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Implementing Direct Instruction in Today’s Classroom

PSI employees were energized again in an afternoon session led by PSI Fall Meeting keynote speaker William J. DeMeo. This time, DeMeo presented on differentiating instruction in the classroom.

Leading off with an engaging introduction video, participants were left with some mportant messages, including the need to look beyond classroom walls to see what awaits our students and that teachers need to be the innovator, motivator, and facilitator of learning.

Dec16_DirectInstructAttendees then participated in activities lead by DeMeo, including active learning activities like think-pair-share discussion and silent partner writing. With think-pair-share, learners are able to think for themselves, share their ideas with a partner, and ultimately discuss with the entire group. Silent partner writing involves writing down thoughts and questions about a picture, quotation, or discussion question. Partners pass the paper they write on back and forth and engage in a conversation without using spoken words.

DeMeo also stressed the importance of flexible grouping in the classroom. Flexible grouping allows teachers to group their students by three group types: flexible, which includes readiness and learning style; ability/aptitude groups; and cooperative groups. Flexible groupings can be done with the whole class or just half of the class, in teams, in student-led small groups, and with partners.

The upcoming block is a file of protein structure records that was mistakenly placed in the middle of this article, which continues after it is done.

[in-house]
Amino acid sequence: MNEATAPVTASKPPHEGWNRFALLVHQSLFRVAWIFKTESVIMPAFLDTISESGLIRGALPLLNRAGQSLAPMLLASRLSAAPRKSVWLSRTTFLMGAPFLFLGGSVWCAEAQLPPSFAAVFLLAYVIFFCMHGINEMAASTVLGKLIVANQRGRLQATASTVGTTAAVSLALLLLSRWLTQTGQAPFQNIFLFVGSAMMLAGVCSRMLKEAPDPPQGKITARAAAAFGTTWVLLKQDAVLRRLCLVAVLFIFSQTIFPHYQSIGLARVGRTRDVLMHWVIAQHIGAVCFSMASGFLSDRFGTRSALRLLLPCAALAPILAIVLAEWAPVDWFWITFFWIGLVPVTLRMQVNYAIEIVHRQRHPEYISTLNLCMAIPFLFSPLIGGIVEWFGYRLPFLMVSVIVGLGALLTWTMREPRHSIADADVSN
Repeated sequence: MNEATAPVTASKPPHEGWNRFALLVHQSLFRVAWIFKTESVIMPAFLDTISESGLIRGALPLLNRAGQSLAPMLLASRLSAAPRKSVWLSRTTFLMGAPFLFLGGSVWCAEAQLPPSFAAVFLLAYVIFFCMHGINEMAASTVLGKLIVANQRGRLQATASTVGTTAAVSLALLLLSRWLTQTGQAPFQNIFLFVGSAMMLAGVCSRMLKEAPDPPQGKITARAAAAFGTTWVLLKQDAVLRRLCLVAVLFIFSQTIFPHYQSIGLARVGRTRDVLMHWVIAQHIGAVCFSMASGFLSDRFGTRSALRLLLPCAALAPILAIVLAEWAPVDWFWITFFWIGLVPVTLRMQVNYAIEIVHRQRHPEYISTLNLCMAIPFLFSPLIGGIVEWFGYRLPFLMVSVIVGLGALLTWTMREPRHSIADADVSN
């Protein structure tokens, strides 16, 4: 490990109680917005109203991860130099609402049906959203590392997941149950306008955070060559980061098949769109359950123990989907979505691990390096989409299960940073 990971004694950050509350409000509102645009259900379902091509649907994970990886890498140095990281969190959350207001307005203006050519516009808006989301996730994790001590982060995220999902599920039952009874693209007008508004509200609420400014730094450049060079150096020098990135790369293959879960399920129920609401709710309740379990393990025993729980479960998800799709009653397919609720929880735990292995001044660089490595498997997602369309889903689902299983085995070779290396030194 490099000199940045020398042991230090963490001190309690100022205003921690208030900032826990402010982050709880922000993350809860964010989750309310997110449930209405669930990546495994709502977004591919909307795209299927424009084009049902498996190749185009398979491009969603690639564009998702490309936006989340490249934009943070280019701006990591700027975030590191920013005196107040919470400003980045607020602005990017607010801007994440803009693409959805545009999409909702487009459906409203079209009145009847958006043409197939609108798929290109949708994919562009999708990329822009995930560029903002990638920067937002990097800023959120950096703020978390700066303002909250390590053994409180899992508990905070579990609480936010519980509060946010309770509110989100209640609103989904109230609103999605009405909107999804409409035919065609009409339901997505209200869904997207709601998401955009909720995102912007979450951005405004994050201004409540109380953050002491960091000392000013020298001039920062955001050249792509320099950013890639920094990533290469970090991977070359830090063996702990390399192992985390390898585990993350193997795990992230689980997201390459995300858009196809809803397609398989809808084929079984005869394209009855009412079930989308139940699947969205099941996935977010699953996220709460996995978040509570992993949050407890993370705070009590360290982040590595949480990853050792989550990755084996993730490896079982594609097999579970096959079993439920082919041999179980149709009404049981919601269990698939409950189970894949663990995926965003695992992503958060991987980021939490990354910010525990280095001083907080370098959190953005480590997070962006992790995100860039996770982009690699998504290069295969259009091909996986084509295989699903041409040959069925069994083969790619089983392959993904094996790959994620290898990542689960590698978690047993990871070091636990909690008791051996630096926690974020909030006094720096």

As with many activities in the classroom, some students will finish their work ahead of their peers. The same can hold true with flexible groupings, and DeMeo says that teachers can provide anch
or activities an learning stations for students to complete when the assigned task is complete. Anchor activities provide meaningful work for students when they are finished with an assigned task or when they are stumped and waiting for teacher assistance. Anchor activities also provide ongoing tasks that tie to content and instruction. Some examples of anchor activities include investigations, vocabulary work, magazine articles with generic questions, journals and learning logs, silent reading, activity boxes, and learning packets.

While DeMeo left participants with a variety of classroom activities to try out with their students, he also asked them why differentiate? He discussed with participants that the student population is not the same as it was 50 years ago, and that families have also changed over time. Passive learning, like lectures, reading, and even audiovisual are not as effective with today’s students. The current student population learns best by teaching others and using their learning immediately, practicing by doing, and having group discussions.

Individualizing student instruction will allow students to reach their full potential. DeMeo left participants with a question to ponder: Will one size fits all curriculum be effective (if it ever was)?

 

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